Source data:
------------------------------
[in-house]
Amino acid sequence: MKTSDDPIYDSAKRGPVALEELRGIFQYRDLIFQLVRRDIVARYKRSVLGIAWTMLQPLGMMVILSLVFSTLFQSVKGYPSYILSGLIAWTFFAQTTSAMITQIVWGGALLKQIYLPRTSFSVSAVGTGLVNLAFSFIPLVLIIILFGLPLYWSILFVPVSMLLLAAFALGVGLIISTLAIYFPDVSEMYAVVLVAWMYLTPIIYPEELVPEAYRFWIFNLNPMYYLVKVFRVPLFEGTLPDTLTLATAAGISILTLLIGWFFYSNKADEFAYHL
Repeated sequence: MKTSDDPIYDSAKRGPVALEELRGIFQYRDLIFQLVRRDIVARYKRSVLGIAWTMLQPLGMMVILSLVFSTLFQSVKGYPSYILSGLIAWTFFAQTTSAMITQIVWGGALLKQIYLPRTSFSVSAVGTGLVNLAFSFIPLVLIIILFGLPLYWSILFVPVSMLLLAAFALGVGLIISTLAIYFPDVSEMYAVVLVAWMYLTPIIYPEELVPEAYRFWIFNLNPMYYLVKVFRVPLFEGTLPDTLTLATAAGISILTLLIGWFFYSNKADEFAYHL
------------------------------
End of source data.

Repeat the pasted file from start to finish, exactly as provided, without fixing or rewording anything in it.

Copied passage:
[in-house]
Amino acid sequence: MKTSDDPIYDSAKRGPVALEELRGIFQYRDLIFQLVRRDIVARYKRSVLGIAWTMLQPLGMMVILSLVFSTLFQSVKGYPSYILSGLIAWTFFAQTTSAMITQIVWGGALLKQIYLPRTSFSVSAVGTGLVNLAFSFIPLVLIIILFGLPLYWSILFVPVSMLLLAAFALGVGLIISTLAIYFPDVSEMYAVVLVAWMYLTPIIYPEELVPEAYRFWIFNLNPMYYLVKVFRVPLFEGTLPDTLTLATAAGISILTLLIGWFFYSNKADEFAYHL
Repeated sequence: MKTSDDPIYDSAKRGPVALEELRGIFQYRDLIFQLVRRDIVARYKRSVLGIAWTMLQPLGMMVILSLVFSTLFQSVKGYPSYILSGLIAWTFFAQTTSAMITQIVWGGALLKQIYLPRTSFSVSAVGTGLVNLAFSFIPLVLIIILFGLPLYWSILFVPVSMLLLAAFALGVGLIISTLAIYFPDVSEMYAVVLVAWMYLTPIIYPEELVPEAYRFWIFNLNPMYYLVKVFRVPLFEGTLPDTLTLATAAGISILTLLIGWFFYSNKADEFAYHL